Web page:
QFD AND THE NEW PRODUCT DEVELOPMENT PROCESS
In a true quality system, we needed to address not only the quality of the products being designed and produced, but the quality of the new product development (NPD) process itself that creates those products. In other words, not just the quality of an assembly of parts, but the quality of the human activities needed to design and produce those parts human activities such as product planning, marketing, engineering, procurement, testing, manufacturing, packaging, after-sales support, etc. The quality function must be deployed across all the company. In product or process improvement activities such as kaizen, six sigma, etc. the focus is on existing products in production that fail to meet internal quality standards or fail in the field. This is definitely in the realm of the quality department to address. In new product development (NPD), however, there is no design, product, manufacturing process, and so forth yet, so it is unrealistic to wait until there is in order for the quality department to do its job. In NPD, quality must begin before design, when the business case is being developed that defines the scope and financial deliverables of the project, who the key customers are and how they are to be researched, what is the project timeline and what are the resource and budget constraints, etc.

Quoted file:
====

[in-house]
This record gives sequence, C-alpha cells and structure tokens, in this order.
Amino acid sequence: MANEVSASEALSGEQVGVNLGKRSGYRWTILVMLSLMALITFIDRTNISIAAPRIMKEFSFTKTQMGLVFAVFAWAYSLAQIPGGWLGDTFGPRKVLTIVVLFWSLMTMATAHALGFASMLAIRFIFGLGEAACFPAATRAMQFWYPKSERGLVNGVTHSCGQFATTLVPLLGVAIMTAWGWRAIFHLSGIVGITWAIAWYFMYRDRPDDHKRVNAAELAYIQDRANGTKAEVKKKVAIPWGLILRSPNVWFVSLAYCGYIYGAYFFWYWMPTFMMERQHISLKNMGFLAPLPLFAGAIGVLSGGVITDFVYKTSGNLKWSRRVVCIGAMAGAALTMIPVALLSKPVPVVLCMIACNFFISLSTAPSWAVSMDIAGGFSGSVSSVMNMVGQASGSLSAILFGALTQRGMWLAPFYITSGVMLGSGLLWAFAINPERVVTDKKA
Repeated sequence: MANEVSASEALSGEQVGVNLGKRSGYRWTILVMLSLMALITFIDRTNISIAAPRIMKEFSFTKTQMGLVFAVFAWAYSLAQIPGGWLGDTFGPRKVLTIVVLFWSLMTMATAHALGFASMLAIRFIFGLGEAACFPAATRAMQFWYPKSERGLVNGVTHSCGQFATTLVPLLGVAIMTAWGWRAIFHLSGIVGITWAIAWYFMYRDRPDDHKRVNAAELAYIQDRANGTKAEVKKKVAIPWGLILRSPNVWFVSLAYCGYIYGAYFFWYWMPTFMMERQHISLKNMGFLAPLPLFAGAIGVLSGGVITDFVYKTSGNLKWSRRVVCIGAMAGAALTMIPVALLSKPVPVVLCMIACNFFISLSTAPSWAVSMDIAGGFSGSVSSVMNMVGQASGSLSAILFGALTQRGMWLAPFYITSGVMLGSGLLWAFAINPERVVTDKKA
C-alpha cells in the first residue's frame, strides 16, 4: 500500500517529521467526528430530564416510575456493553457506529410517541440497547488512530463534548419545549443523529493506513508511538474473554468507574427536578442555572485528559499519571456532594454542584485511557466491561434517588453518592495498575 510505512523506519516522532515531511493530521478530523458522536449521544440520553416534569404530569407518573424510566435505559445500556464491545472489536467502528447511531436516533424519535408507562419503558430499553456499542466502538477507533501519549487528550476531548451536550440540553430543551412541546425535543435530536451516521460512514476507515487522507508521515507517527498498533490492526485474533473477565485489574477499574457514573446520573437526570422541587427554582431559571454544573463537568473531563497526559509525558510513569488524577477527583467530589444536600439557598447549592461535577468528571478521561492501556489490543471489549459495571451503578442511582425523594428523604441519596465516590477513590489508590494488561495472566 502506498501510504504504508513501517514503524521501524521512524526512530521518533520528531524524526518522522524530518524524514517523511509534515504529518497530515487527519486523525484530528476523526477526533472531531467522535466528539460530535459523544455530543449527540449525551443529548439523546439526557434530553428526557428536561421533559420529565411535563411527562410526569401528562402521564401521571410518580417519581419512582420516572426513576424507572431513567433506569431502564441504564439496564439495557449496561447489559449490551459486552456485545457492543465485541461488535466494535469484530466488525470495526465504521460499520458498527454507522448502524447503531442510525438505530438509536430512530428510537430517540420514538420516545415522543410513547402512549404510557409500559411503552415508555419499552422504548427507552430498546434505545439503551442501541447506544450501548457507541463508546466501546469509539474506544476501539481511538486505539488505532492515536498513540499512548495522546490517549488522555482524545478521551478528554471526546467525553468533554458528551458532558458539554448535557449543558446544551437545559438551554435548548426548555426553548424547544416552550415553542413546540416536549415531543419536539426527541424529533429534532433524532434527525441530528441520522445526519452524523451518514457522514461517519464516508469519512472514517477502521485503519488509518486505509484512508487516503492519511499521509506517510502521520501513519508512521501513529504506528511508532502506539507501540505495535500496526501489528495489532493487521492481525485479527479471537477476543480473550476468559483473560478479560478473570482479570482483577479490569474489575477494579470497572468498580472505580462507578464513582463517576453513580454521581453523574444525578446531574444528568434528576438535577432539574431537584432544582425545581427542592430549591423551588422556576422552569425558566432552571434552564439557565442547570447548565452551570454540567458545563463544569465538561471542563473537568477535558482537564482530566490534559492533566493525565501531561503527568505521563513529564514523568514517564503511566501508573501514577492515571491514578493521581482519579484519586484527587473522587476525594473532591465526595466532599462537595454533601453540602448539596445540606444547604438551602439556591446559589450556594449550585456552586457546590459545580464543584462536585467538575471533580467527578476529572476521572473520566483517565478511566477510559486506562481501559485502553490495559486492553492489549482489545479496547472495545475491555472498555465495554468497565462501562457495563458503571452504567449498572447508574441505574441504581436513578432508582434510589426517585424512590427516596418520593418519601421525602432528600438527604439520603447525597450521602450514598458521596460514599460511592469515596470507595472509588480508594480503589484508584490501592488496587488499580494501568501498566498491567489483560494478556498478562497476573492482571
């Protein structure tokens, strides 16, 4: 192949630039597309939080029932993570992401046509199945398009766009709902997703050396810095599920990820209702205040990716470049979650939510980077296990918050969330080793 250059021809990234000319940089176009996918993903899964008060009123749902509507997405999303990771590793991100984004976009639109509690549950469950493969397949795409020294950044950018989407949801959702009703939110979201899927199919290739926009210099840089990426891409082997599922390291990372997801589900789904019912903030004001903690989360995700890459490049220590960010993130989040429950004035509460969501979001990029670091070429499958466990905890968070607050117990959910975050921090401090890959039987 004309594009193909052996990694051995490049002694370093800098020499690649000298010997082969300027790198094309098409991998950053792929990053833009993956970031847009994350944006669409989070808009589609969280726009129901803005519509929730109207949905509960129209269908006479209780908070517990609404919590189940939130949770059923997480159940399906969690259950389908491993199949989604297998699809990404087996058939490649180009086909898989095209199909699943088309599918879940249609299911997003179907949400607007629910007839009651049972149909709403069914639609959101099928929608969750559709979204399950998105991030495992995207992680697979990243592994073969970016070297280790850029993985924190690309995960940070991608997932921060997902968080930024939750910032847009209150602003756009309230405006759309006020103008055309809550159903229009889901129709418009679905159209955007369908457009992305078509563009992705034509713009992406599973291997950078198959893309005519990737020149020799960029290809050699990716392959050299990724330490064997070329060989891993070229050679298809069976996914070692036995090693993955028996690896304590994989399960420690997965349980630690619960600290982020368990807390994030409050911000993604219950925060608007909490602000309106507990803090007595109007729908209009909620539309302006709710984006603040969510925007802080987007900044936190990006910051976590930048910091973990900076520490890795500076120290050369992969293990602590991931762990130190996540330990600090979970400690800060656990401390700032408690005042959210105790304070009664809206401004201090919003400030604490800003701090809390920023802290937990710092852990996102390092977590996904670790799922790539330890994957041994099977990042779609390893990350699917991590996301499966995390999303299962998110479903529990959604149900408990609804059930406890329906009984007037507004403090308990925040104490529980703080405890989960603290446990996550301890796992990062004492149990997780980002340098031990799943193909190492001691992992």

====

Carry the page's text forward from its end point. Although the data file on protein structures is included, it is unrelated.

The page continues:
The only way quality can be assured is for organization functions to work together from the start. This is what is called cross-functional management (CFM) and it is one cornerstone of total quality management (TQM); QFD is the CFM system for assuring new NPD quality by deploying the quality function across the total organization.
1.An Automobile Bumper Customer Request: There is too much damage to bumpers in low-speed collisions. Customer wants a better bumper.
Step 1: Identify Customer(s) Repair Department Automobile Owner Manufacturing Plant Sales Force Step 2: Determine Customer Requirements/Constraints I want something that looks nice (basic) It must hold my license plate (performance) I want it strong enough not to dent (excitement) It must protect my tail-lights and head-lights (performance) I dont want to pay too much (basic)
Step 3: Prioritize Customer Requirements
PUT PRıORıTıZED CUSTOMER REQUıREMENTS ıNTO A HOUSE OF QUALıTY CHART
Step 4: Competition Benchmarking Identify Competitors Test and Analyze Competitor Products Reverse Engineer Competitor Products Rate Competitor Products against customer requirements/constraints Put competitive benchmarking information into House of Quality Chart
Requirements into Measurable Engineering Specifications and define target values Specify how license plate will be held Specify how to resist dents through material yield strength, young's modulus, etc. Specify with a dollar amount the term inexpensive AN AUTOMOBIL BUMPER: